The use of sme tax incentives in the European Union


Bergner, Sören ; Bräutigam, Rainer ; Evers, Maria Theresia ; Spengel, Christoph


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URL: https://ub-madoc.bib.uni-mannheim.de/41975
URN: urn:nbn:de:bsz:180-madoc-419753
Document Type: Working paper
Year of publication: 2017
The title of a journal, publication series: ZEW Discussion Papers
Volume: 17-006
Place of publication: Mannheim
Publication language: English
Institution: Sonstige Einrichtungen > ZEW - Leibniz-Zentrum für Europäische Wirtschaftsforschung
MADOC publication series: Veröffentlichungen des ZEW (Leibniz-Zentrum für Europäische Wirtschaftsforschung) > ZEW Discussion Papers
Subject: 330 Economics
Classification: JEL: H24 , H25,
Keywords (English): SME , Tax Policy , European Union
Abstract: This paper discusses the impact and the appropriateness of tax incentives for small and medium-sized enterprises (SMEs) in the European Union. First, we provide a survey of implemented tax incentives specifically targeted at SMEs in the 28 EU Member States. Building hereon, we measure the impact of these regimes on the effective tax burdens of targeted companies. We find that SME tax incentives are a commonly used measure among European policy makers. The vast majority of regimes, however, only marginally reduce the tax liability of SMEs. If major reliefs are available, they mostly stem from special tax rates whereas tax credits and special allowance play a minor role. In the second main part of the analysis, we examine the arguments potentially justifying the usage of SME tax incentives. As a main result, small firms per se do not create more jobs and innovations nor do they face insurmountable financing constraints. The existence of market failures commonly associated with SMEs – and possibly warranting the use of SME tax incentives – can therefore not be confirmed. Instead, disproportionate tax compliance costs for small entities constitute the most compelling argument for a special tax treatment. These compliance costs can most appropriately be addressed by administrative reliefs. Special tax rates, tax credits and allowances, in contrast, are not only inefficient but also ineffective in this regard. Instead of improving the neutrality of the overall tax system, the latter are likely to add further distortions and unnecessary complexity. Altogether, the focus of policy - makers should thus shift from providing discriminatory incentives to the design of a generally neutral and simple tax system, which would benefit small as well as large enterprises.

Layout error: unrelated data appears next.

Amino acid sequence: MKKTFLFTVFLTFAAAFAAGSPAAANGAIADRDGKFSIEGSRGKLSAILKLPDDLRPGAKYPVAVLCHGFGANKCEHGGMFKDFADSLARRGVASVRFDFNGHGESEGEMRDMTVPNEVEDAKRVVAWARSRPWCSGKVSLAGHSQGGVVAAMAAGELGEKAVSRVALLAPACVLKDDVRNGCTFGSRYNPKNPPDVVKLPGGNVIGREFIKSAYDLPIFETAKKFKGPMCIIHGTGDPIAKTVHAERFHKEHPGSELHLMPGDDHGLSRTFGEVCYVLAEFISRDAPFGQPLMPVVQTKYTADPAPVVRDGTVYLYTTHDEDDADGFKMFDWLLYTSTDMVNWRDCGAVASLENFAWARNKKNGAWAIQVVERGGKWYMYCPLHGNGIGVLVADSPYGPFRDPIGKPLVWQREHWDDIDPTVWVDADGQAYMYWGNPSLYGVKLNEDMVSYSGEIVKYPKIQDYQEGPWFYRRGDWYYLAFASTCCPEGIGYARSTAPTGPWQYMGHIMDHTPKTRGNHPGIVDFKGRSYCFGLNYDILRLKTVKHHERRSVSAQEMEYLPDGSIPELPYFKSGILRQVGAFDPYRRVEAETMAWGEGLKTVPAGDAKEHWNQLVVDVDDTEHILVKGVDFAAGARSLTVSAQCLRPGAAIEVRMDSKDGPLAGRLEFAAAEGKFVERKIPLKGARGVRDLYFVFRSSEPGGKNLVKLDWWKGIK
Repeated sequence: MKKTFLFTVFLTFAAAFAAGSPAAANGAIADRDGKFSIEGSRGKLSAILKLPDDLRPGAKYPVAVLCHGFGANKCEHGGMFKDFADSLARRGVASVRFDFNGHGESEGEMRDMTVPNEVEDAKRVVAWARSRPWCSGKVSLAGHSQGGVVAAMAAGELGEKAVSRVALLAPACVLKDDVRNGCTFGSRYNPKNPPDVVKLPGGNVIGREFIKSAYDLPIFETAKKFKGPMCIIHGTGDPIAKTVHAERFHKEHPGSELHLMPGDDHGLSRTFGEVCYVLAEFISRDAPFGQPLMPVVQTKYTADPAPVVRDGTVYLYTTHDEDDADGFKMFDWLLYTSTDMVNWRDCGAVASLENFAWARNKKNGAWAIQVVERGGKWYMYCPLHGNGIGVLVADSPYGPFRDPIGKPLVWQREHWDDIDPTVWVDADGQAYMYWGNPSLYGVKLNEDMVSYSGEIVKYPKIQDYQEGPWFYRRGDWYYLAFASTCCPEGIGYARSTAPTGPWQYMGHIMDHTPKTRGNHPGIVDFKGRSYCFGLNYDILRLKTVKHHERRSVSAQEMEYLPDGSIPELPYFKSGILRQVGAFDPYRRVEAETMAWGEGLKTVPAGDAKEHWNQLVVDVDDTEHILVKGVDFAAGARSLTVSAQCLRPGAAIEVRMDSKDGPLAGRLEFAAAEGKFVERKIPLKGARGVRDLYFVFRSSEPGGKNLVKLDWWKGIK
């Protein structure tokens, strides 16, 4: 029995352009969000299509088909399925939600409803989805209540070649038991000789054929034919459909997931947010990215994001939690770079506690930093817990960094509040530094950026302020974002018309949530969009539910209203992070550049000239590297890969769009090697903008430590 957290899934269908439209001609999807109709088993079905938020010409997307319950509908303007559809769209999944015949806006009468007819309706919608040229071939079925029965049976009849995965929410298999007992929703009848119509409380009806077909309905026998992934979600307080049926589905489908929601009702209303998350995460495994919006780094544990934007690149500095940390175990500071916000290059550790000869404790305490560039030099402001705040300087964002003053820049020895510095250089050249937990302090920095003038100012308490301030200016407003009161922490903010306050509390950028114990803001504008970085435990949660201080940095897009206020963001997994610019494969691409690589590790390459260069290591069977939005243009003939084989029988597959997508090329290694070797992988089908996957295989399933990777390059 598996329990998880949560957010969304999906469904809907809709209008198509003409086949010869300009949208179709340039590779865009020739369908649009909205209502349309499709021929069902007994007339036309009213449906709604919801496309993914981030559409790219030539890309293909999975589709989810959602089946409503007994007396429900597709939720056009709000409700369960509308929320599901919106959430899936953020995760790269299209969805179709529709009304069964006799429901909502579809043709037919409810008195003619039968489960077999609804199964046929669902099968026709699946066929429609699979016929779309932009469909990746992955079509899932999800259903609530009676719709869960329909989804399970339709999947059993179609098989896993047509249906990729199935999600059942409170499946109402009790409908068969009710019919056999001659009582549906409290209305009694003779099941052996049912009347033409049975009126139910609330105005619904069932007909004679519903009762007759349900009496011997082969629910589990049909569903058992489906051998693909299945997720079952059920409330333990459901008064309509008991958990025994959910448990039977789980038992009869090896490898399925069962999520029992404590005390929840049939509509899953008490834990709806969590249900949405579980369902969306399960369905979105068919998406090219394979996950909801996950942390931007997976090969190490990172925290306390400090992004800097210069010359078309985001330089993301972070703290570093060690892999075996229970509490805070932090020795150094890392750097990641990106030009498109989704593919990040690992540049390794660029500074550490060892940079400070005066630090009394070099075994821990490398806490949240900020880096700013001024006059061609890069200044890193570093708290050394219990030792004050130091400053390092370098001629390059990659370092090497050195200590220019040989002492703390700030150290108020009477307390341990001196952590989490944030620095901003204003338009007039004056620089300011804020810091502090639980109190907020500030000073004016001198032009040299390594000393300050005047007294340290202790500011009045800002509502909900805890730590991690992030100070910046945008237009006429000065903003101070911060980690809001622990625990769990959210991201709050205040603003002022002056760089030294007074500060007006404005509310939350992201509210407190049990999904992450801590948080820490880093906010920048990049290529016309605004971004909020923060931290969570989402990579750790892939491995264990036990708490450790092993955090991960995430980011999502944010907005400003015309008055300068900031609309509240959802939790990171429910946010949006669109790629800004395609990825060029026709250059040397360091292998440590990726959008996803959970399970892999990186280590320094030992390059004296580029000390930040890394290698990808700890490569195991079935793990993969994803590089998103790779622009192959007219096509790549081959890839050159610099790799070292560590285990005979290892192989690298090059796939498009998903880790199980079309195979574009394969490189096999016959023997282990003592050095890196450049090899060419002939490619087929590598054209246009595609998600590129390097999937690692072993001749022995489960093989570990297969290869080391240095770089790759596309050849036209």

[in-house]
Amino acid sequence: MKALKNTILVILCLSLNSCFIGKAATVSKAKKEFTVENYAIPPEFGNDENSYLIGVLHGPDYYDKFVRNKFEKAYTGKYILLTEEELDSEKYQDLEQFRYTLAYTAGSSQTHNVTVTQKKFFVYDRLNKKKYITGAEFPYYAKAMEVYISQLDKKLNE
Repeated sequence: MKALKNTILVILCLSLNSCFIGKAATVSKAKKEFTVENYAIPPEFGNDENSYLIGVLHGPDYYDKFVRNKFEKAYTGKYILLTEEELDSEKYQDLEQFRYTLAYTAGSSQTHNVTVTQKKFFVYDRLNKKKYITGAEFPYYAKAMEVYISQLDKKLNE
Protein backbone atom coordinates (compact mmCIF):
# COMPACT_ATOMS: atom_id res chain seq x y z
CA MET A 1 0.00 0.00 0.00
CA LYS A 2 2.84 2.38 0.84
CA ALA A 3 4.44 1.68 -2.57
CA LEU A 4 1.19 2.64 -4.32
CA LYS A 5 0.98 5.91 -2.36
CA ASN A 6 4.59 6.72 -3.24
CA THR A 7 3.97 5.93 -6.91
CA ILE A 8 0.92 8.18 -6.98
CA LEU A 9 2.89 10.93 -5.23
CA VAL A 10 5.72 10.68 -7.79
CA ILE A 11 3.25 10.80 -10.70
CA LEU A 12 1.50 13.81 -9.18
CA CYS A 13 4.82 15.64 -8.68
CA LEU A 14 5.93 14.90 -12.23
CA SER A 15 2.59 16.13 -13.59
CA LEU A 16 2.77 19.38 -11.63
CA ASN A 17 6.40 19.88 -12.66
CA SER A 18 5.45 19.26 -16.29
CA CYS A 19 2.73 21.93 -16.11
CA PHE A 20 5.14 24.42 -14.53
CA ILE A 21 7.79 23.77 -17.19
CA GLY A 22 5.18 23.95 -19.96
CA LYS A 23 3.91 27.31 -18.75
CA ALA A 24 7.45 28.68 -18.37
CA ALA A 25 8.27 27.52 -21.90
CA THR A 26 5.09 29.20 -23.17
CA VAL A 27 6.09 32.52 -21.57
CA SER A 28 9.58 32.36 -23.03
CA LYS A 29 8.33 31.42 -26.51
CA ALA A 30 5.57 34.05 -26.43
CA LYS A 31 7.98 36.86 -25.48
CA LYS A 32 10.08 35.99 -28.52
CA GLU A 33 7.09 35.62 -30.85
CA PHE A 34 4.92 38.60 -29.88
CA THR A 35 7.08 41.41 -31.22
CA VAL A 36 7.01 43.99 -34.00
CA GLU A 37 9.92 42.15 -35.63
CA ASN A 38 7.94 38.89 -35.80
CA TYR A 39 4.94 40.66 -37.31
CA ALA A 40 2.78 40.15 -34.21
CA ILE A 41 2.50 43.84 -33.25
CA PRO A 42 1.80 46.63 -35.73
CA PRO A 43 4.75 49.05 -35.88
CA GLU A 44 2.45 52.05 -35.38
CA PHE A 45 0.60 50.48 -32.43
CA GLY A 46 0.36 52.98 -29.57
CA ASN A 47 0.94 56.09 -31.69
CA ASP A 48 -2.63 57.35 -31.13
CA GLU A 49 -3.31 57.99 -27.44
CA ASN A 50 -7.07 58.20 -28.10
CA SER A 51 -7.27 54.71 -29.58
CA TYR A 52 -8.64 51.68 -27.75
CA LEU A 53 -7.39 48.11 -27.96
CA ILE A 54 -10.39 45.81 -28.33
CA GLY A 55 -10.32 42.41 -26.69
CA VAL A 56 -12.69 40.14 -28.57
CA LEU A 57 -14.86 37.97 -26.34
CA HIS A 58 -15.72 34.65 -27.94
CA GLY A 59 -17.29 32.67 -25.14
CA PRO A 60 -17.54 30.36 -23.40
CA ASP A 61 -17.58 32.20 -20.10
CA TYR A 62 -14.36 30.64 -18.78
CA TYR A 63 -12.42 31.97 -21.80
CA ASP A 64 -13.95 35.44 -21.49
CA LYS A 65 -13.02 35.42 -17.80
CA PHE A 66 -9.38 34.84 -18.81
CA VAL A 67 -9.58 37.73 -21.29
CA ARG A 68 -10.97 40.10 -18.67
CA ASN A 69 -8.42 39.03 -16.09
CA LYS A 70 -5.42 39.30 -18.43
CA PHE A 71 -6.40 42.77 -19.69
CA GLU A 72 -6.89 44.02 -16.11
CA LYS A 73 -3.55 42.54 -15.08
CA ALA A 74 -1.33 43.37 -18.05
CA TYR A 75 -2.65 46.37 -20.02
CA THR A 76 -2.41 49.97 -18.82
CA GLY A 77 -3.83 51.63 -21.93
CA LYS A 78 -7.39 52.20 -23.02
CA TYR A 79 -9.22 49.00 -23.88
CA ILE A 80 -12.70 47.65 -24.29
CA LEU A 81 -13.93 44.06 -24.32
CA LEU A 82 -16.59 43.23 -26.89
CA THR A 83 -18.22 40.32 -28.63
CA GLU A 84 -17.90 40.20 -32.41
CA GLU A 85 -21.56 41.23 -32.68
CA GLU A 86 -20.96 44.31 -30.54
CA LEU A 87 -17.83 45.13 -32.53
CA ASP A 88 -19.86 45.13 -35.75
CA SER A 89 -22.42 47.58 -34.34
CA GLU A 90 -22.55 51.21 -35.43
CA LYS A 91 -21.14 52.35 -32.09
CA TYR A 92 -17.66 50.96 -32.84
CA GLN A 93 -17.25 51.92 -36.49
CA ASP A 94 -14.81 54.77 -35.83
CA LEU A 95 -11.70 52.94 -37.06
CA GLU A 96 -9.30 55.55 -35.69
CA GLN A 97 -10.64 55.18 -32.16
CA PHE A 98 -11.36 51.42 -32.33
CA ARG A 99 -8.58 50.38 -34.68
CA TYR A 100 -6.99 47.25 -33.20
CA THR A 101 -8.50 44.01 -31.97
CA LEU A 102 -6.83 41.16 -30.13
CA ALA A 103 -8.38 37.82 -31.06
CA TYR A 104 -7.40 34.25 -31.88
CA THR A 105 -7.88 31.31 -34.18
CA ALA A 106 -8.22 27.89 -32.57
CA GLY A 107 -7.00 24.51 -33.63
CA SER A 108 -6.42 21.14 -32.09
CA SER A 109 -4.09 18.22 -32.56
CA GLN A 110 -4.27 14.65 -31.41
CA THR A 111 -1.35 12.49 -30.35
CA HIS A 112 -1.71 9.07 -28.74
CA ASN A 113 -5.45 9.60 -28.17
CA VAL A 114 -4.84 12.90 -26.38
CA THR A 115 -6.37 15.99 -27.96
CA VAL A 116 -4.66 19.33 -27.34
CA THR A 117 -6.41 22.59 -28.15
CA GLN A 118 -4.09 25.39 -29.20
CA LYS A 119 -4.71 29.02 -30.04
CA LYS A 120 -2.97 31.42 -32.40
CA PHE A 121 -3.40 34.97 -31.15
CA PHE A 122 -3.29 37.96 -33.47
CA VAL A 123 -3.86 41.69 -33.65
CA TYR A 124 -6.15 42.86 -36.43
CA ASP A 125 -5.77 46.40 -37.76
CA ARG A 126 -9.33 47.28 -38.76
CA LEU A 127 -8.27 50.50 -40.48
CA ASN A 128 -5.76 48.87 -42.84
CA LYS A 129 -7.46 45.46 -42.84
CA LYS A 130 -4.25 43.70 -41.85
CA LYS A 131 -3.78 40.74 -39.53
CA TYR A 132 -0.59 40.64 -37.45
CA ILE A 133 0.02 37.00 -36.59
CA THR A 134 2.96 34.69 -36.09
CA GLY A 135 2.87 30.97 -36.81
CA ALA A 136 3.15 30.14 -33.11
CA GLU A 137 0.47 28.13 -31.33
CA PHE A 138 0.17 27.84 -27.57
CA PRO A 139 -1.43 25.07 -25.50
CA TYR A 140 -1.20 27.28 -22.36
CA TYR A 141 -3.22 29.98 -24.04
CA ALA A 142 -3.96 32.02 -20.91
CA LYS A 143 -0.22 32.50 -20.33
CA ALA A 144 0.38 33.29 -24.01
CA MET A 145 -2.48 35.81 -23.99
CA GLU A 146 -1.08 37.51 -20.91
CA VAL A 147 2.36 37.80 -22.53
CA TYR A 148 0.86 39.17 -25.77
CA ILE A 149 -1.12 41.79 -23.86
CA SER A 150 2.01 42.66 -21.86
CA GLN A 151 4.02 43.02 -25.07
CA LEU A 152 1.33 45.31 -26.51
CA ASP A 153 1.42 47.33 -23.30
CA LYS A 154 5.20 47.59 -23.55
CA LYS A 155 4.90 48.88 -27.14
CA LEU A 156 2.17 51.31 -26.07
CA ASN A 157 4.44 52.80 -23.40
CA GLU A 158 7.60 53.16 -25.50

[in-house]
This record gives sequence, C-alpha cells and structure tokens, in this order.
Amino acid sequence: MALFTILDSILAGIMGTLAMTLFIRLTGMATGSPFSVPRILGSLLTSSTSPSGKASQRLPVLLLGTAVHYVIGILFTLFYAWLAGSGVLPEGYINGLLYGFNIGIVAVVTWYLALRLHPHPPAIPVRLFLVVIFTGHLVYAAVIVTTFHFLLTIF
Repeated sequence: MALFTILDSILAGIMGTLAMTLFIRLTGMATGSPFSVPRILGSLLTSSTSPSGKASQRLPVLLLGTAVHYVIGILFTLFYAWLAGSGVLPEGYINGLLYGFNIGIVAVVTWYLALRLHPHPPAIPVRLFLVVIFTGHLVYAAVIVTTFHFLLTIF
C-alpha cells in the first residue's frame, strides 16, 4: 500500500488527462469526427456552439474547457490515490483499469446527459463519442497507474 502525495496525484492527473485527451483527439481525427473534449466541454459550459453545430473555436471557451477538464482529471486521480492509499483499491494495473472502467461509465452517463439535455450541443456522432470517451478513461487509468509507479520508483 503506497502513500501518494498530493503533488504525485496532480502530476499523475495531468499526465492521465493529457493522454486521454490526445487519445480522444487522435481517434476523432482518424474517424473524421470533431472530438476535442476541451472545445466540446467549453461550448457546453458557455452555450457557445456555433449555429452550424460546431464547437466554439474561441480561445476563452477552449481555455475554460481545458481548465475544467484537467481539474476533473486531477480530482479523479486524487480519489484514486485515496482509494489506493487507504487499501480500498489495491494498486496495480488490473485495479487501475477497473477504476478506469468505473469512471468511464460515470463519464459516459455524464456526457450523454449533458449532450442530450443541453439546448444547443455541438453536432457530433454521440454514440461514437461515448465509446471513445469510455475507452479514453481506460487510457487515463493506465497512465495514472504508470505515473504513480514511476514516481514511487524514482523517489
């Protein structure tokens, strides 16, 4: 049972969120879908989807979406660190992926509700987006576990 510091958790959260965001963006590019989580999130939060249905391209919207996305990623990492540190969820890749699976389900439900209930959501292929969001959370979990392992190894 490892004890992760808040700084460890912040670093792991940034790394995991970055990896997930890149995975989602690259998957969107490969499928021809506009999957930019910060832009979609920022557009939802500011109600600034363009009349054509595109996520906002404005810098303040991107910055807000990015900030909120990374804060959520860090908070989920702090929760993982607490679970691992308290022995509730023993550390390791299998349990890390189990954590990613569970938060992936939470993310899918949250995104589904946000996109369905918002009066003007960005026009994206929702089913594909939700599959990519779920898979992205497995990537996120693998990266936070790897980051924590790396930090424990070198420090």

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Bergner, Sören ; Bräutigam, Rainer ; Evers, Maria Theresia ; Spengel, Christoph (2017) The use of sme tax incentives in the European Union. Open Access ZEW Discussion Papers Mannheim 17-006 [Working paper]
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